Few analysts would argue that gold peaked in a bubble in 2011. As gold approached $2,000 an ounce at the peak, investors were buying because they were afraid of missing out on additional gains. Bubbles always end with a crash and gold has come crashing back to earth with a loss of more than 40 percent since September 2011.
Bubbles can be objectively defined as times when the rate of change in price is unreasonable. Using an annual rate of change of 40 percent has identified bubbles in many markets in the past, including the most recent one in Chinese stocks. Gold entered a bubble under this definition in October 2009.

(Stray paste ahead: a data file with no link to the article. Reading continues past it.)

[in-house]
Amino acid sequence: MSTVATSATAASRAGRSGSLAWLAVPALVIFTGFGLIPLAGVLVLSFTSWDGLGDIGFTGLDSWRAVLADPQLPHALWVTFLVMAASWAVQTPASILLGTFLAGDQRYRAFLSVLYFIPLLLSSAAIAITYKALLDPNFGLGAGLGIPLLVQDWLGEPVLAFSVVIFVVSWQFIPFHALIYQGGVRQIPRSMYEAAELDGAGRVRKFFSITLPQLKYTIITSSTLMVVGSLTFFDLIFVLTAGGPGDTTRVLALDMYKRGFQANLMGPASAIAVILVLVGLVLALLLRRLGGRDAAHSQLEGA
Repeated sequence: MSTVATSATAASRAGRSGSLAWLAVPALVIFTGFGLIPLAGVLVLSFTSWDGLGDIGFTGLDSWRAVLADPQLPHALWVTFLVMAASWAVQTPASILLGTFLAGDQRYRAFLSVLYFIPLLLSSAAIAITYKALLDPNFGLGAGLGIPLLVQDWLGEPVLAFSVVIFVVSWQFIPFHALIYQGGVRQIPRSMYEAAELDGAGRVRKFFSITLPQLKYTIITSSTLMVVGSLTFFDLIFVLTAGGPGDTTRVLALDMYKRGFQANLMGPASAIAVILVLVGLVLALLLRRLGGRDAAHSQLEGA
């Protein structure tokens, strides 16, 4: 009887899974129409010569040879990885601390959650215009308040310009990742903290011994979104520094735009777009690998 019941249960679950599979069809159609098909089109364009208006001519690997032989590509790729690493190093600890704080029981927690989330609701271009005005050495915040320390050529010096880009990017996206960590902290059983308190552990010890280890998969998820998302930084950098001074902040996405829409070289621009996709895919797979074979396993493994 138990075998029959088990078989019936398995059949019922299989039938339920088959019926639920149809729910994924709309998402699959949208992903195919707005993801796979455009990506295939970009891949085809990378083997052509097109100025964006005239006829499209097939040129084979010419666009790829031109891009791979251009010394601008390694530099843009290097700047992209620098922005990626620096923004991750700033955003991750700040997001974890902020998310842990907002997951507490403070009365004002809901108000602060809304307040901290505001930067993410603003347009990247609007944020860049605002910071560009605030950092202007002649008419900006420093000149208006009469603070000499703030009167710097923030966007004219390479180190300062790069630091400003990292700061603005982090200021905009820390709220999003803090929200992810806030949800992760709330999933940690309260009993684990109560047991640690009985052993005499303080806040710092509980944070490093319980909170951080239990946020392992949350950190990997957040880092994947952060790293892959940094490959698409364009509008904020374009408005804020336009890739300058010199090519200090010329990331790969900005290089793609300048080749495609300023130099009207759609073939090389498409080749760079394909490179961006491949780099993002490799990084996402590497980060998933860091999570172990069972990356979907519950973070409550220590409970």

Bubbles allow us to define a minimum downside objective. While gold or any other market could overshoot to the downside, history shows there is usually relatively little risk buying after the bubble has been completely retraced.
For gold, the bubble began when prices were near $1,090 an ounce. With prices having returned to that level, it’s time to look for a buying opportunity.
It could be years before a new bull market develops in gold but the worst of the bear market is probably over. Long-term investors should consider begin accumulating gold at the current price. Short-term traders should be looking for bounces as gold consolidates near the recent lows.
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